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Natural Gas, the Other Alternative Fuel for Transportation Sector

New group hopes to stake claim to big-truck and bus markets, while electric vehicles make inroads into consumer and light-truck sector

natural gas truck

There’s been a lot of talk lately about shifting away from petroleum as the fuel powering the transportation sector, but not nearly as much about tapping natural gas as an alternative.

Chuck Feinberg is hoping to change that. With the goal of broadening the deployment of natural-gas vehicles in the state, he has put together a new group to advance the use of the fuel in transportation and to widen the refueling infrastructure.

To Feinberg, the chairman of the New Jersey Clean Cities Coalition, a nonprofit working to promote the use of alternative fuels, there is a host of factors suggesting the time is right to promote natural gas as a cleaner-burning fuel. They include a new administration in Washington and a new one soon in Trenton; plentiful supplies of low-priced natural gas; and a new generation of natural-gas engines offering “near zero’’ emissions.

“Natural gas is the cleanest alternative-fuel vehicle available on the market today for medium and heavy-duty vehicles,’’ said Feinberg, who also serves on a new coalition formed to promote the deployment of electric vehicles.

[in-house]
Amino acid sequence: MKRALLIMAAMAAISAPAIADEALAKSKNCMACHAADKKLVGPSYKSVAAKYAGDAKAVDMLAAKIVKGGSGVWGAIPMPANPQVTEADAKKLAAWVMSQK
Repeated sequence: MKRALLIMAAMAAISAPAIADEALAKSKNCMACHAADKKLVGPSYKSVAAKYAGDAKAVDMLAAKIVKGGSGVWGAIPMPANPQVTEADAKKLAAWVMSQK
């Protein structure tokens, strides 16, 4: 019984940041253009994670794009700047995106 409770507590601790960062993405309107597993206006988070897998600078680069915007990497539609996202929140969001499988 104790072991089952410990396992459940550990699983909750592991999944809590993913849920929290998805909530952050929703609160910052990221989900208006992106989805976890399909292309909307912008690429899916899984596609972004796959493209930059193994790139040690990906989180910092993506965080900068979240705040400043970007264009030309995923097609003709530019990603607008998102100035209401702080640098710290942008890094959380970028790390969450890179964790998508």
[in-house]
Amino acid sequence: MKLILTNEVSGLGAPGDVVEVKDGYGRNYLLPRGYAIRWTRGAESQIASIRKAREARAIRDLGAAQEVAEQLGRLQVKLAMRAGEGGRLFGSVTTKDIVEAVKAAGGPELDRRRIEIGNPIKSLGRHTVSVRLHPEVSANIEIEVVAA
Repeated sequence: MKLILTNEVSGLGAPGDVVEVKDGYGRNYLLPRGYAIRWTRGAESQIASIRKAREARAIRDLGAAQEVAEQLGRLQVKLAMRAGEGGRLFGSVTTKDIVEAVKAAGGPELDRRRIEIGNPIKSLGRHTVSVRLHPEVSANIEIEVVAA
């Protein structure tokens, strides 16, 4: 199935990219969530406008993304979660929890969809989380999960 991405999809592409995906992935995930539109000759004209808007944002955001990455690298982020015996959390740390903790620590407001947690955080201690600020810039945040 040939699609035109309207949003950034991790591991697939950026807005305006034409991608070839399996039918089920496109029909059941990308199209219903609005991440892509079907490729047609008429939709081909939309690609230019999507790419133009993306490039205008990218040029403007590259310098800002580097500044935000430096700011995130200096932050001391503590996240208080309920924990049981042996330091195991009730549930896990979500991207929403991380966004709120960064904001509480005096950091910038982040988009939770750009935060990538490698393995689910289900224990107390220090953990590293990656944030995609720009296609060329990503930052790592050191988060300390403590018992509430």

He argues the two missions are not in conflict: Electric vehicles are aimed at consumer and light-duty vehicles while natural-gas vehicles (NGV) are aimed at the heavy-duty market, particularly those companies with large fleets.

But it is sure to be an uphill fight. Natural gas is still a fossil fuel, and one not very popular in many parts of the state with the rapid expansion of new pipelines to tap supplies from the Marcellus Shale formations in Pennsylvania. Many view the fracking technology used to extract the fuel from the ground as a huge threat to the region’s water supplies.

“This may have been a good idea in the 1990s,’’ said Doug O’Malley, director of Environment New Jersey and a frequent critic of the expanding use of the fossil fuel, “but we shouldn’t be doubling down on natural gas.’’

O’Malley argued the electrification of heavy-duty vehicles is already happening, citing technology deployments in ports in California and transit vehicles, such as buses. “This is not pie in the sky,’’ he said.

But Feinberg contends natural-gas vehicles offer a cleaner and safer alternative to the heavy diesel trucks that choke many urban areas with unhealthy air pollution. “Today, and for the next generation, we have to do something about those diesel emissions,’’ Feinberg said.

The other benefit of natural gas as an alternative fuel is its cost, much cheaper than diesel fuel, especially given the recent increase in the state’s gasoline taxes.

With the aim of influencing policymakers, Feinberg has already met with the state’s four gas utilities and others last week to set up a committee to increase the deployment of NGVs throughout the state. The committee includes vehicle and gas manufacturers, fuel-infrastructure providers, and fleet users.

Currently, natural gas only accounts for about 3 percent of fuel (based on energy content) used in the transportation sector. However, there has been greater penetration in private-sector fleets. Natural-gas vehicles currently account for about 35 percent and 55 percent of the transit bus and refuse truck fleets.

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